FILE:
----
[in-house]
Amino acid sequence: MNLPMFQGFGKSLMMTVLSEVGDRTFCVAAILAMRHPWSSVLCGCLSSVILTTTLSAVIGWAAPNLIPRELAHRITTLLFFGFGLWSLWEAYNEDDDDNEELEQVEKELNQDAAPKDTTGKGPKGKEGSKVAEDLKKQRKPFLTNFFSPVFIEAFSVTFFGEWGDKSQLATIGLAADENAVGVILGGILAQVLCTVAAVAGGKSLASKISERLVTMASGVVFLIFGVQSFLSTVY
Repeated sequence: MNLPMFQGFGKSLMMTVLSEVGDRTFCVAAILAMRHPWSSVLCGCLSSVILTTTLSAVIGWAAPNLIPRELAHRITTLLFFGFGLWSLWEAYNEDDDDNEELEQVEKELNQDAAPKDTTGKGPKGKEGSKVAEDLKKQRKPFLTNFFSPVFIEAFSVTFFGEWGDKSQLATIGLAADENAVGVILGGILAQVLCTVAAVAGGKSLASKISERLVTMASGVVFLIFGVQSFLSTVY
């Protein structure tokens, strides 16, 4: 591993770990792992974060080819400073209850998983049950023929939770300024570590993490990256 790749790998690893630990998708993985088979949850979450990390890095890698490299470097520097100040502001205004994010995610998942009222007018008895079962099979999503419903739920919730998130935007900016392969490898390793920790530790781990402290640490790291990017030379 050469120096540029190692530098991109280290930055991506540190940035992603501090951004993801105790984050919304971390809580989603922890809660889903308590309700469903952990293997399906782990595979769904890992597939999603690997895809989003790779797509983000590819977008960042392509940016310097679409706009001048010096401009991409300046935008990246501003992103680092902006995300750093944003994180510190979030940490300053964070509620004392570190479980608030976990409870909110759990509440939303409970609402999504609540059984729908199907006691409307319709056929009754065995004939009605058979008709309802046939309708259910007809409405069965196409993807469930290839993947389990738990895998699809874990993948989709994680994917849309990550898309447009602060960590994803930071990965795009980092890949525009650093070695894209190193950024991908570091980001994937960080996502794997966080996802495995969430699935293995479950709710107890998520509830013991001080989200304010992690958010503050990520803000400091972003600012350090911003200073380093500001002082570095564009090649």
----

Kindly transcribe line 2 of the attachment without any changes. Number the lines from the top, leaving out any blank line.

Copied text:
Amino acid sequence: MNLPMFQGFGKSLMMTVLSEVGDRTFCVAAILAMRHPWSSVLCGCLSSVILTTTLSAVIGWAAPNLIPRELAHRITTLLFFGFGLWSLWEAYNEDDDDNEELEQVEKELNQDAAPKDTTGKGPKGKEGSKVAEDLKKQRKPFLTNFFSPVFIEAFSVTFFGEWGDKSQLATIGLAADENAVGVILGGILAQVLCTVAAVAGGKSLASKISERLVTMASGVVFLIFGVQSFLSTVY